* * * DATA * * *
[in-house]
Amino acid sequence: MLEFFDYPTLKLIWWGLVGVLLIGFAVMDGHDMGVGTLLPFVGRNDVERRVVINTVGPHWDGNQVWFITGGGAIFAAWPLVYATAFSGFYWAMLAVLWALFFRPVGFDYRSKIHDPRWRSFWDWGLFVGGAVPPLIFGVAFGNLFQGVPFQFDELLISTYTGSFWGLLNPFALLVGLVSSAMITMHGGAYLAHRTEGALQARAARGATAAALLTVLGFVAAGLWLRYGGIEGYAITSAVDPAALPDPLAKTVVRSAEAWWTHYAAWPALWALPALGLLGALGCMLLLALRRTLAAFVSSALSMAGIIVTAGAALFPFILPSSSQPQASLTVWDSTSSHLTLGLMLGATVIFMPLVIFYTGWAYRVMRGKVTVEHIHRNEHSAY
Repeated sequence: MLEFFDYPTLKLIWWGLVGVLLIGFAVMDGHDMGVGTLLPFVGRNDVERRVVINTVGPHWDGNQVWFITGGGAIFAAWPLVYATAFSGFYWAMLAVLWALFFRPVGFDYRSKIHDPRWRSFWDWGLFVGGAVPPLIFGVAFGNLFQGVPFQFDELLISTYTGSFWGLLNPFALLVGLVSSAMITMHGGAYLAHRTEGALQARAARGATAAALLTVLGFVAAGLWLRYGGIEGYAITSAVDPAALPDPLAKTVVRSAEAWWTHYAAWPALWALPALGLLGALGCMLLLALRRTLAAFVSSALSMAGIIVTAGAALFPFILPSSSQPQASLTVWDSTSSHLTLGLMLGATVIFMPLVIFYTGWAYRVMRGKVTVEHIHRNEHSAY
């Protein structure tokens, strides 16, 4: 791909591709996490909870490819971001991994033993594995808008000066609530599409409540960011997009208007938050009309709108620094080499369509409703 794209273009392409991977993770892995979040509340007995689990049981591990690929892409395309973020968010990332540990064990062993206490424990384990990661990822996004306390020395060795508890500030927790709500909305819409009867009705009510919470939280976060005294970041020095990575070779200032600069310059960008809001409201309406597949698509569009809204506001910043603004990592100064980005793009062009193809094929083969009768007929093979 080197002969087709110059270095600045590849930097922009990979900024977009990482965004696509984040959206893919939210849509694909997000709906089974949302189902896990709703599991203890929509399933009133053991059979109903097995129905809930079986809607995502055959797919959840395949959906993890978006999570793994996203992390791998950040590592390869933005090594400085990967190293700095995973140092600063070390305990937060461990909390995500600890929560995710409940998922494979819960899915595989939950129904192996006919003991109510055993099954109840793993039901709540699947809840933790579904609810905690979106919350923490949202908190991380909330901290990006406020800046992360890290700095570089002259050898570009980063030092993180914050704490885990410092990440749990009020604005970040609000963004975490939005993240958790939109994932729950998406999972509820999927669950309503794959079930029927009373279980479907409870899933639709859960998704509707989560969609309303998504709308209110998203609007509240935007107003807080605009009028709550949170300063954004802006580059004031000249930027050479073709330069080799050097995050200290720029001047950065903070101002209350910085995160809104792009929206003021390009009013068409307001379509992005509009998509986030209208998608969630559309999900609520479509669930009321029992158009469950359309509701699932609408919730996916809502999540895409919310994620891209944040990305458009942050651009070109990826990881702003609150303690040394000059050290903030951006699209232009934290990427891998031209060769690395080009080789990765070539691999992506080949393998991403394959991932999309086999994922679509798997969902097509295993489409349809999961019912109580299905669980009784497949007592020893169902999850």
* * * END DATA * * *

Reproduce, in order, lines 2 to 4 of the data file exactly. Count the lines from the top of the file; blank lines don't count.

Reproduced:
Amino acid sequence: MLEFFDYPTLKLIWWGLVGVLLIGFAVMDGHDMGVGTLLPFVGRNDVERRVVINTVGPHWDGNQVWFITGGGAIFAAWPLVYATAFSGFYWAMLAVLWALFFRPVGFDYRSKIHDPRWRSFWDWGLFVGGAVPPLIFGVAFGNLFQGVPFQFDELLISTYTGSFWGLLNPFALLVGLVSSAMITMHGGAYLAHRTEGALQARAARGATAAALLTVLGFVAAGLWLRYGGIEGYAITSAVDPAALPDPLAKTVVRSAEAWWTHYAAWPALWALPALGLLGALGCMLLLALRRTLAAFVSSALSMAGIIVTAGAALFPFILPSSSQPQASLTVWDSTSSHLTLGLMLGATVIFMPLVIFYTGWAYRVMRGKVTVEHIHRNEHSAY
Repeated sequence: MLEFFDYPTLKLIWWGLVGVLLIGFAVMDGHDMGVGTLLPFVGRNDVERRVVINTVGPHWDGNQVWFITGGGAIFAAWPLVYATAFSGFYWAMLAVLWALFFRPVGFDYRSKIHDPRWRSFWDWGLFVGGAVPPLIFGVAFGNLFQGVPFQFDELLISTYTGSFWGLLNPFALLVGLVSSAMITMHGGAYLAHRTEGALQARAARGATAAALLTVLGFVAAGLWLRYGGIEGYAITSAVDPAALPDPLAKTVVRSAEAWWTHYAAWPALWALPALGLLGALGCMLLLALRRTLAAFVSSALSMAGIIVTAGAALFPFILPSSSQPQASLTVWDSTSSHLTLGLMLGATVIFMPLVIFYTGWAYRVMRGKVTVEHIHRNEHSAY
């Protein structure tokens, strides 16, 4: 791909591709996490909870490819971001991994033993594995808008000066609530599409409540960011997009208007938050009309709108620094080499369509409703 794209273009392409991977993770892995979040509340007995689990049981591990690929892409395309973020968010990332540990064990062993206490424990384990990661990822996004306390020395060795508890500030927790709500909305819409009867009705009510919470939280976060005294970041020095990575070779200032600069310059960008809001409201309406597949698509569009809204506001910043603004990592100064980005793009062009193809094929083969009768007929093979 080197002969087709110059270095600045590849930097922009990979900024977009990482965004696509984040959206893919939210849509694909997000709906089974949302189902896990709703599991203890929509399933009133053991059979109903097995129905809930079986809607995502055959797919959840395949959906993890978006999570793994996203992390791998950040590592390869933005090594400085990967190293700095995973140092600063070390305990937060461990909390995500600890929560995710409940998922494979819960899915595989939950129904192996006919003991109510055993099954109840793993039901709540699947809840933790579904609810905690979106919350923490949202908190991380909330901290990006406020800046992360890290700095570089002259050898570009980063030092993180914050704490885990410092990440749990009020604005970040609000963004975490939005993240958790939109994932729950998406999972509820999927669950309503794959079930029927009373279980479907409870899933639709859960998704509707989560969609309303998504709308209110998203609007509240935007107003807080605009009028709550949170300063954004802006580059004031000249930027050479073709330069080799050097995050200290720029001047950065903070101002209350910085995160809104792009929206003021390009009013068409307001379509992005509009998509986030209208998608969630559309999900609520479509669930009321029992158009469950359309509701699932609408919730996916809502999540895409919310994620891209944040990305458009942050651009070109990826990881702003609150303690040394000059050290903030951006699209232009934290990427891998031209060769690395080009080789990765070539691999992506080949393998991403394959991932999309086999994922679509798997969902097509295993489409349809999961019912109580299905669980009784497949007592020893169902999850």